High-level officials from the Chinese-led consortium responsible for constructing the liquefied natural gas (LNG) terminal at Vasiliko are expected to visit within the week, according to Energy Minister George Papanastasiou.

Speaking to the media on Wednesday, he further added that the government will request a timetable for consultations between the parties.

“If a positive outcome is not reached, a joint decision to suspend cooperation will be made,” he said after the cabinet meeting.

Papanastasiou noted that the ministry is engaging in efforts through the Chinese embassy to Cyprus, explaining that “productive dialogue is currently ongoing”.

“Work on the terminal has stopped, as we want to know the company’s plans, its requirements,” he said, adding that it was urgent that the company return to work on the construction of the terminal at Vasiliko.

“We also want to know when the floating unit will be certified, so that it can be accepted by the Natural Gas Infrastructure Company (Etyfa) and, by extension, by the Republic of Cyprus.”

The unit is currently in Shanghai.

Papanastasiou then said that the government’s efforts focus at the moment on consultations at both political and technical levels directly with the consortium.

“However, if the consultations between the two parties do not conclude positively within a timetable proposed by the energy ministry, then we must suspend this cooperation so that the Republic of Cyprus is not a prisoner of an arrangement which cannot take place,” he said.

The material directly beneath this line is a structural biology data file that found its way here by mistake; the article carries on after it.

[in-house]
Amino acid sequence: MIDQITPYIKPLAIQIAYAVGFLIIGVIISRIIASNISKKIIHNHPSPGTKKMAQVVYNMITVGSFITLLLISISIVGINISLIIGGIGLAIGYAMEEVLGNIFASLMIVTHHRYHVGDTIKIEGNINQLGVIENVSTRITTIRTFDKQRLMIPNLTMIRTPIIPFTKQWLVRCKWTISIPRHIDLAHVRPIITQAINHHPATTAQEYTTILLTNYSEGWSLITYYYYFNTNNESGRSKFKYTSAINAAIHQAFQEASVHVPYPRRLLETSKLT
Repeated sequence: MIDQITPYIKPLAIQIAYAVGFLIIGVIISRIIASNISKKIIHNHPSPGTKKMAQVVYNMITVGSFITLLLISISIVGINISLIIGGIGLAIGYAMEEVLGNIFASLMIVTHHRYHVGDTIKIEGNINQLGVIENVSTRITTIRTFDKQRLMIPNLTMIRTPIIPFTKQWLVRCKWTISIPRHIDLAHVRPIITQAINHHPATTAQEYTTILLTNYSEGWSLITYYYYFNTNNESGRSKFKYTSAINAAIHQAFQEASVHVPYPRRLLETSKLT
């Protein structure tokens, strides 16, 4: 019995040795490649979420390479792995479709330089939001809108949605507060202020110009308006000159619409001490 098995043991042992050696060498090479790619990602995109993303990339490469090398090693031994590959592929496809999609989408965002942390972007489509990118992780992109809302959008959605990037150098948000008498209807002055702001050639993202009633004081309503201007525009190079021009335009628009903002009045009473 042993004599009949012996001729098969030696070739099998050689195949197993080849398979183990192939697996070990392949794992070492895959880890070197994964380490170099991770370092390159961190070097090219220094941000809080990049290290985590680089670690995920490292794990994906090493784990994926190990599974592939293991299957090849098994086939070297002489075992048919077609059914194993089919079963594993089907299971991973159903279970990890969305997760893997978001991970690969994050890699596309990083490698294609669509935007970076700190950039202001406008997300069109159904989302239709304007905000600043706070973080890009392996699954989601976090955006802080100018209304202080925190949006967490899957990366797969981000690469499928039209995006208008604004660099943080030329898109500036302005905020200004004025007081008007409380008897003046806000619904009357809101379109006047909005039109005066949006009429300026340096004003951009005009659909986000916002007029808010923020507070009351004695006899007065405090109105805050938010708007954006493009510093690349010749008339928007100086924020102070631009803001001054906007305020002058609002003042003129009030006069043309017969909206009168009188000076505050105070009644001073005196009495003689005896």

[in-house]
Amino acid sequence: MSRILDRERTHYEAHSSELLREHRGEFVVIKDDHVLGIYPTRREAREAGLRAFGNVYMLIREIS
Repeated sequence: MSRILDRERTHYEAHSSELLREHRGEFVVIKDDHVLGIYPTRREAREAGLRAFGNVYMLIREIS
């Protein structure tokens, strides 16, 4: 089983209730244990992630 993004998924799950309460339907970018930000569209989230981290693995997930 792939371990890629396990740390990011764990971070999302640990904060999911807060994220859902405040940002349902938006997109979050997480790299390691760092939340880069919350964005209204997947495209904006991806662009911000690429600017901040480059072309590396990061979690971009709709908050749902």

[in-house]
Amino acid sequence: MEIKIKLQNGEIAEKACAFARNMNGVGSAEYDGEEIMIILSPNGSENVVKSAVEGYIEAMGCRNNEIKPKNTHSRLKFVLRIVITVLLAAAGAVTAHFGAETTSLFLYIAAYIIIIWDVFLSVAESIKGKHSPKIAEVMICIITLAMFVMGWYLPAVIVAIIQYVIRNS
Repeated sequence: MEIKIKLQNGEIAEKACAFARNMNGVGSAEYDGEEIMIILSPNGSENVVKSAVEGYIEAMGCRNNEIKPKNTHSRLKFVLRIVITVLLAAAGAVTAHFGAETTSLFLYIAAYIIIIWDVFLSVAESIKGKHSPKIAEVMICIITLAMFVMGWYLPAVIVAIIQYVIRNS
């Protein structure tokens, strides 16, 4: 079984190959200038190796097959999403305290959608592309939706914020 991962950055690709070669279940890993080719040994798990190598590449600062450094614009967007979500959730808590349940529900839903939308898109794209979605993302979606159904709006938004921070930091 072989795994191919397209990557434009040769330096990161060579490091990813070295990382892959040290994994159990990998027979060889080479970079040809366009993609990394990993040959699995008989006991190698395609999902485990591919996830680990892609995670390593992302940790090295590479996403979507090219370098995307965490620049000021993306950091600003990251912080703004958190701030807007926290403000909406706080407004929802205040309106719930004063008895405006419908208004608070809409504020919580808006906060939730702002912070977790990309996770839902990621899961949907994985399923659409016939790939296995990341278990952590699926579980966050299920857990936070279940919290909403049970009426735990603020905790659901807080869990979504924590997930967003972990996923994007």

“In such a case, we should carry out a plan B that will take the project, a very important one for the country, to completion.”

Papanastasiou explained that building the LNG terminal at Vasiliko “is the fastest way to introduce natural gas for use in electricity generation,” adding that emissions need to be reduced.

“Liquefied natural gas in today’s markets comes at very low prices. It would be a dream come true if we this terminal could introduce cheap fuel while reducing pollution,” he said.

“In other words, the cost of electricity in Cyprus would be much lower, and the electricity consumer would immediately see it.”

Regarding Cyprus’ participation in the Great Sea Interconnector project, and whether there is any progress with the studies, he said that, after a decision taken by the Council of Ministers, “the Republic will be part of this effort, with an amount of up to €100 million”.

“At the moment, we are consulting with investment funds and with the Independent Power Transmission Operator (IPTO),” he said.

He added that this month, a meeting of three parties, namely the largest investment fund that has expressed interest, the IPTO, and the energy ministry, will take place “so that we can shape the course of this project”.

Asked about the large investment fund, he said it is from the United Arab Emirates.